Kitchen Waste Heat the Home

The Celcius re-thinks the purpose of waste disposals and recycling units in the kitchen. The idea is to have a workflow where enzymes breakdown the organic waste to create energy, which is sufficient to heat up your home. Filed under the Re-Source project for Domus Academy, the concept is in sync with the dynamic expectations of our evolving kitchen appliances.

Designer: Marcela Vanesa Céspedes

11 Comments

  • TOPRICE.IE says:

    IT's realy nice concept, i think it could be done in reality and i would make my kitchen looks like that.

  • TOPRICE.IE says:

    IT's realy nice concept, i think it could be done in reality and i would make my kitchen looks like that.

  • Grey says:

    Really don't get the flying saucers on the wall..and im all for renewable energy.

  • Grey says:

    Really don't get the flying saucers on the wall..and im all for renewable energy.

  • Manta says:

    I like the style and concept. Now let's see how one could actually engineer this into reality…

  • Manta says:

    I like the style and concept. Now let's see how one could actually engineer this into reality…

  • Nick B says:

    All very nice design, but totally disconnected from reality.

    OK, so at present it is estimated that as much as 40% of our food purchases become waste in industrialised economies. That’s unacceptable and everybody knows it. That figure will come down for a number of reasons, the increasing price of food being one, the increasing cost of waste being another, and general awareness being a third.

    So, let’s think about when fuel was a visible good, such as logs or coal, both energy-dense fuels. Anyone who has ever had a wood-burning stove or coal fired boiler will know the quantity of fuel needed to create sufficient energy for heating water, cooking or space heating. Now imagine a quantity several times that amount (allowing for much lower energy density) of food waste being produced on a daily basis. Even if garden waste could be added, this is completely unrealistic. Part of an energy mix with renewables? Maybe, but at this scale it will be inefficient compared to large scale biodigesters that are capable of taking meat, bones, and woody stems from the garden, particularly when you factor in a goal of reducing food waste to near-zero in the first place.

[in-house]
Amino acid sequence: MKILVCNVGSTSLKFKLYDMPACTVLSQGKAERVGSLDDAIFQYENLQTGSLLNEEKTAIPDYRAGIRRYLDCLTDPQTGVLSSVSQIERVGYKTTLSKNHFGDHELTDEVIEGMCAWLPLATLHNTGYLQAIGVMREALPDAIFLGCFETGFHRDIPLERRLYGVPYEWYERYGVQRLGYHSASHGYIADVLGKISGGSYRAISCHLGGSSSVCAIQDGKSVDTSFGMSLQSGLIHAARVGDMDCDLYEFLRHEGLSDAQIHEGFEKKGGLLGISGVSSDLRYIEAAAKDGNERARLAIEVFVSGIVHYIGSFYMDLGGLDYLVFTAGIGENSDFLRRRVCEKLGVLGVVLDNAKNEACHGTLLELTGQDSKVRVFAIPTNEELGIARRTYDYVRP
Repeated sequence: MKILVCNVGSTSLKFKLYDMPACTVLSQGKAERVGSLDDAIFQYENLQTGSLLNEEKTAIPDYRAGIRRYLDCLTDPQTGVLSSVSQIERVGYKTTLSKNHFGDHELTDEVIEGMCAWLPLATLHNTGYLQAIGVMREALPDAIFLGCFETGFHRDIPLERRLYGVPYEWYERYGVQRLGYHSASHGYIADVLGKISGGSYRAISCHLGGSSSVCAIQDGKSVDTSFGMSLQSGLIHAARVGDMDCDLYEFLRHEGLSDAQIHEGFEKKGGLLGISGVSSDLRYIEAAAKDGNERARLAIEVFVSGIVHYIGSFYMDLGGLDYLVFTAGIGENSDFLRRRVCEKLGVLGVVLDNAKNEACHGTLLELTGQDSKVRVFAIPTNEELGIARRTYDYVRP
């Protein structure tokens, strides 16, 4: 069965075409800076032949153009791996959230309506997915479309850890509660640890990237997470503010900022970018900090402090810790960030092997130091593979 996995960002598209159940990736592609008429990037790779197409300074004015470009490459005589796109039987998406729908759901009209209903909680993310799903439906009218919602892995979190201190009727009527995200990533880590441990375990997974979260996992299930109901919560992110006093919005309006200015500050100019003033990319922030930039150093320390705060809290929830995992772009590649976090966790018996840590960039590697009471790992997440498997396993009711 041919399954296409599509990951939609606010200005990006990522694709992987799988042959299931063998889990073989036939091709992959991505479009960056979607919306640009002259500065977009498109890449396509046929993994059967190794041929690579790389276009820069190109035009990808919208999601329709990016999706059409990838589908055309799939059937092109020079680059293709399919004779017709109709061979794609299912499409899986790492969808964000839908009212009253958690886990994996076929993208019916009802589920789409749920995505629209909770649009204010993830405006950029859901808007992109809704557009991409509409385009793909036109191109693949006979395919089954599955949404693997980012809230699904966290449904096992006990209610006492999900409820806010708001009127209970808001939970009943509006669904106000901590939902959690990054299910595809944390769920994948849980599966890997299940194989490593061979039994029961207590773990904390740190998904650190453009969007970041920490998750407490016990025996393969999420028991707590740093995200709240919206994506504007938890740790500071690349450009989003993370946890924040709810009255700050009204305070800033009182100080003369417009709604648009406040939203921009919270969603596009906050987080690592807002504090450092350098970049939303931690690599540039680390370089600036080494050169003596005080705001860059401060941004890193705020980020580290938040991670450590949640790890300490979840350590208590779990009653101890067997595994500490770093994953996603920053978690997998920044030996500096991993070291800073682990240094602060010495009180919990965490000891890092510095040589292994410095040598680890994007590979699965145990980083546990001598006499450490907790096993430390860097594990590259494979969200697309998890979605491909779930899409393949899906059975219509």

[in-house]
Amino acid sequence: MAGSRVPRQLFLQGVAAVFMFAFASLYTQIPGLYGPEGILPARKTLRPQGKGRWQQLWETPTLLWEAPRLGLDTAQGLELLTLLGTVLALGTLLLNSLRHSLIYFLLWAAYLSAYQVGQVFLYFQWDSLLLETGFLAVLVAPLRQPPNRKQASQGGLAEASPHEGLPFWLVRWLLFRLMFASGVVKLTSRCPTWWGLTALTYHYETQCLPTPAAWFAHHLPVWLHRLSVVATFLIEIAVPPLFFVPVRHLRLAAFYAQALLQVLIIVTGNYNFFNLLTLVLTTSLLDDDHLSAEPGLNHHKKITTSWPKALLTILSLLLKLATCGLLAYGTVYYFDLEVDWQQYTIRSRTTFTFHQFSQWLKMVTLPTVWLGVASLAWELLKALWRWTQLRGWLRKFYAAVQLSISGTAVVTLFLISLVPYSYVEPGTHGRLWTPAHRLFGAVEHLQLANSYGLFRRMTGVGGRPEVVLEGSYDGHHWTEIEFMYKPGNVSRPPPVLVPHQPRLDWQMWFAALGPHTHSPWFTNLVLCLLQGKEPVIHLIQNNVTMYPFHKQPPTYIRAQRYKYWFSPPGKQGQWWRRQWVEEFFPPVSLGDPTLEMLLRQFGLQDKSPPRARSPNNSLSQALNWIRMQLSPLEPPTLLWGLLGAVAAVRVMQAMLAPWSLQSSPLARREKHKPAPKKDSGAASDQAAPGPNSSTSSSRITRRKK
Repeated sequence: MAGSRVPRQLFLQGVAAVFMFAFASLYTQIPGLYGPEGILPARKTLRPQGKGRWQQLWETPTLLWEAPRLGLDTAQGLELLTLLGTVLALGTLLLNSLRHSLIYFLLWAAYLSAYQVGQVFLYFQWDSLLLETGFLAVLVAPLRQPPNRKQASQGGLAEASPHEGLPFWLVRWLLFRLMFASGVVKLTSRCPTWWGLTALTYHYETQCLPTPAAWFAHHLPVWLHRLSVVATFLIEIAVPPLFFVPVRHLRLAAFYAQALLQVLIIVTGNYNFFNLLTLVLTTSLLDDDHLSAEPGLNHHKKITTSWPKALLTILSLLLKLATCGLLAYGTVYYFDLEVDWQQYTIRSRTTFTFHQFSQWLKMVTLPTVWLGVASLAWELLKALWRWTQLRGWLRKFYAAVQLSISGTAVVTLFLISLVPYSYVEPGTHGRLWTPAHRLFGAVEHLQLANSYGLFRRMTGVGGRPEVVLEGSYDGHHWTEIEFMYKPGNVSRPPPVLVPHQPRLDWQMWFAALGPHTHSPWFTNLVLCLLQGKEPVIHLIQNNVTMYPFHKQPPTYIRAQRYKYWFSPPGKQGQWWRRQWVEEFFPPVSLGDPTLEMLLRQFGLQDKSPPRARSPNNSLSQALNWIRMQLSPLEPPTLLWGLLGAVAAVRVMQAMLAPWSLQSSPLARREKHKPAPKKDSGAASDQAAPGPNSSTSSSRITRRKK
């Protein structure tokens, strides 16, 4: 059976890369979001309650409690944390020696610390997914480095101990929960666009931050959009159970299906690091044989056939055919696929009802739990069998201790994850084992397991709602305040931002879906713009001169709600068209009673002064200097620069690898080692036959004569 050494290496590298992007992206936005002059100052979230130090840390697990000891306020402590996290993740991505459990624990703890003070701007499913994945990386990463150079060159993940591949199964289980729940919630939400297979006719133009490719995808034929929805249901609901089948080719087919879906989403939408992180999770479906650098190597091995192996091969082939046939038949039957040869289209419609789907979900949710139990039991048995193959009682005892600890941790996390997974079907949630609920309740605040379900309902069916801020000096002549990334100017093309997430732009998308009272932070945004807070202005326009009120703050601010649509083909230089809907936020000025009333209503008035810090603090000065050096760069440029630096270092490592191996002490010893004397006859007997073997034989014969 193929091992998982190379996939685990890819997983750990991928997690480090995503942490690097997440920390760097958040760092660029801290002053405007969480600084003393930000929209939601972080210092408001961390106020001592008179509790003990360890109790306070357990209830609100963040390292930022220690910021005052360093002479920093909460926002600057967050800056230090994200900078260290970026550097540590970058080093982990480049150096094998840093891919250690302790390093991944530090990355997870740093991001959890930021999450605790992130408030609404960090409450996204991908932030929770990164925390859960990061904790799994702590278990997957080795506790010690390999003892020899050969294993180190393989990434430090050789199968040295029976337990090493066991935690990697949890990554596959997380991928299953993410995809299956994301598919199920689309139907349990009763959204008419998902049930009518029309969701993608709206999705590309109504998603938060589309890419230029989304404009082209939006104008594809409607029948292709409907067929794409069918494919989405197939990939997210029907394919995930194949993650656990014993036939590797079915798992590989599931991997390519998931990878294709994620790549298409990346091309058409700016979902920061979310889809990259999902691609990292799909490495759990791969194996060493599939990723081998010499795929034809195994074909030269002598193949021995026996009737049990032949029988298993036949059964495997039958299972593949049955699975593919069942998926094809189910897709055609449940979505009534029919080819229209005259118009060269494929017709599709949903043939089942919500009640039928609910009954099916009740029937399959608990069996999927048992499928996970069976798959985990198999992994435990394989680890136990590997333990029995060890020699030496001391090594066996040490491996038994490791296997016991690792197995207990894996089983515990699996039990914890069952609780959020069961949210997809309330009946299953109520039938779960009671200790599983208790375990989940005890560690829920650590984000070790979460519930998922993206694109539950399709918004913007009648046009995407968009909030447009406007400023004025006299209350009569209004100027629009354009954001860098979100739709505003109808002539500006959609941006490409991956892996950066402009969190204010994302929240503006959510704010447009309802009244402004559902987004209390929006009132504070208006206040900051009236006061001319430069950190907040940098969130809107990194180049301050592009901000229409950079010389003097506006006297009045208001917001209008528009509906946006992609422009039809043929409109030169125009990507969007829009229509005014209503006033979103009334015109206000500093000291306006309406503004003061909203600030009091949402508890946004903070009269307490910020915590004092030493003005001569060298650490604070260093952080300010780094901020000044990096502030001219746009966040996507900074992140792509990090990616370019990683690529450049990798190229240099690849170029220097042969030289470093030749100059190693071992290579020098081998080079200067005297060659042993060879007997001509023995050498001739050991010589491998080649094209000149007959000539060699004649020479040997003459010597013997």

Why design yet another product for a declining resource?

    Now, local authorities in the UK are already investing in city-scale plants for converting organic waste to energy. The smallest size that we should even consider for this type of technology is community-scale where people could walk their waste to a collection point that integrates the digestor, which then feeds in electricity to the local grid.

    Making everyone buy one of these things is the consumer goods company’s dream, but an environmental fail. All the sustainable trends are towards shared facilities and community sourcing.

  • jason says:

    i love the direction of your concept, and due to population growth there is not a declining resource of biomatter, but granted it you could make it for outside applications, via a bbq. there would be less smell and a greater and larger capacity for biodegradeable breakdown, such as grass mulching, leaves, weeds, garden clippings and small twigs.

  • Zeko says:

    Hi , I want to know what are the impact of this device .?

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